Federal Register Opens Its Data, Apple Reverses on Politically Charges App, And More

  • Apple approves political app if formerly rejected
    Via Daring Fireball. Not much explanation offered from the reversal, the author chooses to believe it was due to public pressure. It seems a bit of a devil’s bargain as one of the updates on their site says Apple insisted that critical statements about the approval process be removed from the app’s description in the store.
  • Federal Register opens up its data
    Google’s public policy blog is just one of those reporting this landmark event. I’ve bookmarked Felten’s discussion of FedThread to discuss further but I expect it will only be the first of many projects intended to take advantage of this new wealth of both current and historic data.
  • Q and A about the Federal Register
    An O’Reilly Radar piece by Public Resource’s own Carl Malamud that gives much more detail about the recent good news. Carl speaks directly to the CIO of the Government Printing Office and the Directory of the Office of the Federal Register.
  • Fear of failure stymying open source in the government
    An intriguing thought shared by Glyn Moody from an event in which he recently participated. The implication, to me, is that commercial, closed software is perceived to be less risky and hence easier to justify to tax payers. I do like that the quote calls out failure as a necessary component to experimentation and innovation. I think it is an interesting challenge regardless of open or closed source, but definitely can see how it fear of failing would chill adoption of open source in particular.
  • Thawte ending its web of trust, personal email certificates
    According to their FAQ, they are citing the cost of continuing to offering personal email certificates backed by their web of trust. I think the implication is clear, that it is also due to lack of interest. Do you know anyone using one of their email certificates?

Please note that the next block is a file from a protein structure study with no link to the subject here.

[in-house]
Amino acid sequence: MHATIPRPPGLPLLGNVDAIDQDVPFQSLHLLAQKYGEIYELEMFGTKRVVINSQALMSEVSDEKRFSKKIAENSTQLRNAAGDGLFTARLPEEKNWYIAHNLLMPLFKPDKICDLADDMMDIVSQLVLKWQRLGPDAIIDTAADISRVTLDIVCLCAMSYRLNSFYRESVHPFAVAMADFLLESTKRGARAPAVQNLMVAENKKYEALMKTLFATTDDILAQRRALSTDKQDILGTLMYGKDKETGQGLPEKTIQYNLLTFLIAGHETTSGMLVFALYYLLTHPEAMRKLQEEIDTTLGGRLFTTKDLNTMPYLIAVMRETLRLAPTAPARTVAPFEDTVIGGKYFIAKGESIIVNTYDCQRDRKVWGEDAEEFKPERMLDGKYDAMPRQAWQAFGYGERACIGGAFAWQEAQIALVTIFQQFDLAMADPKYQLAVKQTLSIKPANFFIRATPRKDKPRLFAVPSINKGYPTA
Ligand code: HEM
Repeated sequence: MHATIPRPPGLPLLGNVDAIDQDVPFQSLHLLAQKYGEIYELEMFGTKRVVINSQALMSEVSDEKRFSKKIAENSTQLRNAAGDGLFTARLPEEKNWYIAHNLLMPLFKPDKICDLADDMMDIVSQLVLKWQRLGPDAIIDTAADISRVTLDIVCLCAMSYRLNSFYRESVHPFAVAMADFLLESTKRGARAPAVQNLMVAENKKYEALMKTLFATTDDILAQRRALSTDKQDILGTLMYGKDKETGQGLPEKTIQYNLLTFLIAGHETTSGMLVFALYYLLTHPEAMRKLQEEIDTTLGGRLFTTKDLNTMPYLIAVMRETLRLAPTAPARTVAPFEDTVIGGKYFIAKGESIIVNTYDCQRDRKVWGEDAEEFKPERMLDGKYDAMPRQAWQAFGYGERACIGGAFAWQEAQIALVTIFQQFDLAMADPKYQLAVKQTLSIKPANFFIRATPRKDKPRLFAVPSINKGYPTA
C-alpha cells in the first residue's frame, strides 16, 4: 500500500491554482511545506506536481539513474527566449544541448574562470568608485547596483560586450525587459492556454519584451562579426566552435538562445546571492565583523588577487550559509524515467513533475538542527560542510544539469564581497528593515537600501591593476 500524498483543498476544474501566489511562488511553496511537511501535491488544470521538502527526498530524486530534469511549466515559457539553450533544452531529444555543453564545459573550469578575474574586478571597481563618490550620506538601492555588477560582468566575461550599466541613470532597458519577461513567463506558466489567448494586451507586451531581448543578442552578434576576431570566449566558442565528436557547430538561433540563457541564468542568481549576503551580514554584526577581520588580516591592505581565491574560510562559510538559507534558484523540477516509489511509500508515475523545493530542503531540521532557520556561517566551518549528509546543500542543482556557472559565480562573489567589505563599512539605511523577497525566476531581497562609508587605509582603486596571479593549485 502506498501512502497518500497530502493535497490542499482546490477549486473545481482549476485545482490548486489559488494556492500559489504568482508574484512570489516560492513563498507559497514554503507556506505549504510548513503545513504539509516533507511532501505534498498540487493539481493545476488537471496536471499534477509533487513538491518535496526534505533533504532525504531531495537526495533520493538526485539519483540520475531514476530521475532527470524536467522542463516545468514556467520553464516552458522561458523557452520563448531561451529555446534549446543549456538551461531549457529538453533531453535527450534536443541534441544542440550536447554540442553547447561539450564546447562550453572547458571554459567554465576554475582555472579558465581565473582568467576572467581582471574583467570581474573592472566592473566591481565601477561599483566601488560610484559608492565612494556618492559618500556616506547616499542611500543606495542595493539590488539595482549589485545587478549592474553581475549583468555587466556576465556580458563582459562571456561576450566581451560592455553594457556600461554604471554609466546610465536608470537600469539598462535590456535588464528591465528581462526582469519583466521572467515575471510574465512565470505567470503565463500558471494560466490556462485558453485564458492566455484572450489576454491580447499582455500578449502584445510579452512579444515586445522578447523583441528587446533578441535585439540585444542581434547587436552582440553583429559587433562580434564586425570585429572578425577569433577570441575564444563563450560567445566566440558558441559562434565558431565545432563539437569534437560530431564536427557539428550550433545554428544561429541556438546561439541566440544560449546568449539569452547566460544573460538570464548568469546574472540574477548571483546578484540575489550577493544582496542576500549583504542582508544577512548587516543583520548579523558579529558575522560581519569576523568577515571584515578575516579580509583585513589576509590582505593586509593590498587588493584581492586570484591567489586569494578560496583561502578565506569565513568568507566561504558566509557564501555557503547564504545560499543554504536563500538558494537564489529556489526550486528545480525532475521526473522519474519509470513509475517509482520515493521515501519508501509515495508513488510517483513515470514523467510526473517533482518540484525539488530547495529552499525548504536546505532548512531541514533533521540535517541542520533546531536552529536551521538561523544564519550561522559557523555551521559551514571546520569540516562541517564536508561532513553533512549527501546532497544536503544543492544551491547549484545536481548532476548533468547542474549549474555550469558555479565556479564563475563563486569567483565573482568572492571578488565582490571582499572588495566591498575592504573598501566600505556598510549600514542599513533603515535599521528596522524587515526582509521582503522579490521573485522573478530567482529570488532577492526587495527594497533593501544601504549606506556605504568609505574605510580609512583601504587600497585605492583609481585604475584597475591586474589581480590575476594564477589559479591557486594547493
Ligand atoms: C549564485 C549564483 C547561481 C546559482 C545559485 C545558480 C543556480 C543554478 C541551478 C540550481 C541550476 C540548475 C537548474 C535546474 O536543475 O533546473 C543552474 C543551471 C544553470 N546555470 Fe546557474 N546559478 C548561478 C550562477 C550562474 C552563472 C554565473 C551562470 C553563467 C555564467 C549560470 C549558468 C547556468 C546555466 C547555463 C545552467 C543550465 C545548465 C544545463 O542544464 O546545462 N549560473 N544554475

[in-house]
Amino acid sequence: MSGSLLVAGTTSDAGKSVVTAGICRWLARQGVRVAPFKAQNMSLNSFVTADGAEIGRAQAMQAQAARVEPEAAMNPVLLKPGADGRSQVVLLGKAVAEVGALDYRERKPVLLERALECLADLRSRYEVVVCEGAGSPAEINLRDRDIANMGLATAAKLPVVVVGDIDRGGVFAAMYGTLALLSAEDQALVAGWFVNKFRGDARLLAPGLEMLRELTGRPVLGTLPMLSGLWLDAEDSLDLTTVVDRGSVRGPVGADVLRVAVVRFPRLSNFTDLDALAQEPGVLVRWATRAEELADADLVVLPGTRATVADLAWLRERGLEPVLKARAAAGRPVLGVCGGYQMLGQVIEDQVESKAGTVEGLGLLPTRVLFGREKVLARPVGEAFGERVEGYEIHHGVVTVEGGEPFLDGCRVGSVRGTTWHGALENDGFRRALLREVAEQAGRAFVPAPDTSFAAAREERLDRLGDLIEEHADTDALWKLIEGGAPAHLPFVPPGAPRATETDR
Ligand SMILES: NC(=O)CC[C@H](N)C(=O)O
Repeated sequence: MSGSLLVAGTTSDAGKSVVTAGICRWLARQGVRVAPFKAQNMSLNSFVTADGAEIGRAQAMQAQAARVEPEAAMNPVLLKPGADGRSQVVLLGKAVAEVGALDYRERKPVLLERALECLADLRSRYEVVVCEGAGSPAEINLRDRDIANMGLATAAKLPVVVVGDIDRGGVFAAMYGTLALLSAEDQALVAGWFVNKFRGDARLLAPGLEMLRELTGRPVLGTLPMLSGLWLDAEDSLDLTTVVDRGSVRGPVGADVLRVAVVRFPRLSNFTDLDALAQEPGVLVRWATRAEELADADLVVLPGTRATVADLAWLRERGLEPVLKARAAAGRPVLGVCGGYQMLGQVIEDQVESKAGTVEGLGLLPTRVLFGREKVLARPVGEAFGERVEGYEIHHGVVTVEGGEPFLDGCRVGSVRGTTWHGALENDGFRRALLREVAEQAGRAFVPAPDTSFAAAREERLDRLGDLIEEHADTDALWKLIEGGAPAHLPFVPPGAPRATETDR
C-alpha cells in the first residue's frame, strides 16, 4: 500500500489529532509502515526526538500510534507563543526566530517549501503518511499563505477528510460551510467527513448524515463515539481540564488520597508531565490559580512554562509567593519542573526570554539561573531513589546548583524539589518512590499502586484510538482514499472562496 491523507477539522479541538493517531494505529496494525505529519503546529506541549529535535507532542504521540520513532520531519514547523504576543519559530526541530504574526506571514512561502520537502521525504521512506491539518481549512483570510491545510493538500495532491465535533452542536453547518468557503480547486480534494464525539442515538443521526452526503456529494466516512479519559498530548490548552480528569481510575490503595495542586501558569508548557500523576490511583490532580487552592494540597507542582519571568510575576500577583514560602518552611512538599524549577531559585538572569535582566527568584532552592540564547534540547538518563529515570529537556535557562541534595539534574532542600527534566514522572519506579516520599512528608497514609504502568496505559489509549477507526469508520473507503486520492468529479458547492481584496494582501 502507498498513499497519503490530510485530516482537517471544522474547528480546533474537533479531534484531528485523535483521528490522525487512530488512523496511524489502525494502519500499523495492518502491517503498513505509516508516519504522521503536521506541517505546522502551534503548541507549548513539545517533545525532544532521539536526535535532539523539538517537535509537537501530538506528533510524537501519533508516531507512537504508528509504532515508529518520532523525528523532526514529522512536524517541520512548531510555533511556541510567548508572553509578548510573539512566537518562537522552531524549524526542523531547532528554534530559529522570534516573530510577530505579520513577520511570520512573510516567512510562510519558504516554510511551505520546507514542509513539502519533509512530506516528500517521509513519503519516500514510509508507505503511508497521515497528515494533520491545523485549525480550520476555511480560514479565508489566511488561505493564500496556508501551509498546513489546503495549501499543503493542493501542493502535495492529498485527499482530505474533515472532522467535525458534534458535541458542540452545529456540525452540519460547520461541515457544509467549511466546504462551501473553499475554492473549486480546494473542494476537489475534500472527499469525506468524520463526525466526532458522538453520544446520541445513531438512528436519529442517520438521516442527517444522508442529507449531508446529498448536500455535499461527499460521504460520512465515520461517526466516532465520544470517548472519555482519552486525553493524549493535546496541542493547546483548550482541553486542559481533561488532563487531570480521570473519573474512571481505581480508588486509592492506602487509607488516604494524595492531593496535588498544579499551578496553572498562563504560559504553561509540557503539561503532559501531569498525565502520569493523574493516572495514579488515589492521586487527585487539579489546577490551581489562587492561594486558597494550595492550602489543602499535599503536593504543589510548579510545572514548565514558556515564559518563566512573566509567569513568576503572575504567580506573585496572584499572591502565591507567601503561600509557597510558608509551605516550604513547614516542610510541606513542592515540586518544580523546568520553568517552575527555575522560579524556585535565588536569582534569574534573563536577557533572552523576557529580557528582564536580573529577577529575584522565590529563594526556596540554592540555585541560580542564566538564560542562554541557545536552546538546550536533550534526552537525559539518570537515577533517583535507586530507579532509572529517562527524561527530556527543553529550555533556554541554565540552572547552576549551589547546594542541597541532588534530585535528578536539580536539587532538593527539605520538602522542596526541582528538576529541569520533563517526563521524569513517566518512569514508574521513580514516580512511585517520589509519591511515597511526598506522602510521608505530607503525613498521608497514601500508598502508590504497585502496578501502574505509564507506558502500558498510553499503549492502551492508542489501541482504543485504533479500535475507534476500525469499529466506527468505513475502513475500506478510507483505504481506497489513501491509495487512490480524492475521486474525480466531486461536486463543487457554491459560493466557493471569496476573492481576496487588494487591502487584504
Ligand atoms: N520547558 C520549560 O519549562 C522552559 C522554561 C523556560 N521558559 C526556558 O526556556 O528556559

• Royal Mail sends nasty gram to Wikleaks
    Glyn Moody does an excellent job following up this almost inevitable story after the postal database was posted a while ago. Glyn also digs into the sui generis rights the EU decided to grant over databases, in particular the near zero net effect doing so actually had.
  • Palm fixes developer program, encourages open source
    I am glad to see my skepticism deflated by this Ars story posted by Ryan Paul. This confirms Sarah’s comments on my link to jwz’s story and includes a lot of positive details like some respectable hires by Palm from the larger community.
  • FSF files amicus brief for Bilski
    PJ has her usual, excellent analysis at Groklaw. With briefs filed by RedHat and the SFLC, it was almost a foregone conclusion there would be one from the FSF, too. The brief adds to the strong anti-patent rhetoric with some compelling examples of software in use by the government that would be adversely affected by a damaging patent claim against free software interests.
  • Eolas files patent claims against big tech companies
    As Jacqui Cheung explains at Ars, Eolas won a much older claim against Microsoft and had that ruling ultimately upheld on appeal. They are apparently now feeling their oats and targeting the likes of Apple and Google.
  • Calling shenanigans on Fox’s coverage of the PATRIOT Act reform
    The EFF has links to some fact checking by the CATO Institute’s Julian Sanchez, including a bit of video covering what the news outlet is getting wrong. The EFF post has links to coverage around the web if you want more information for better context, too.

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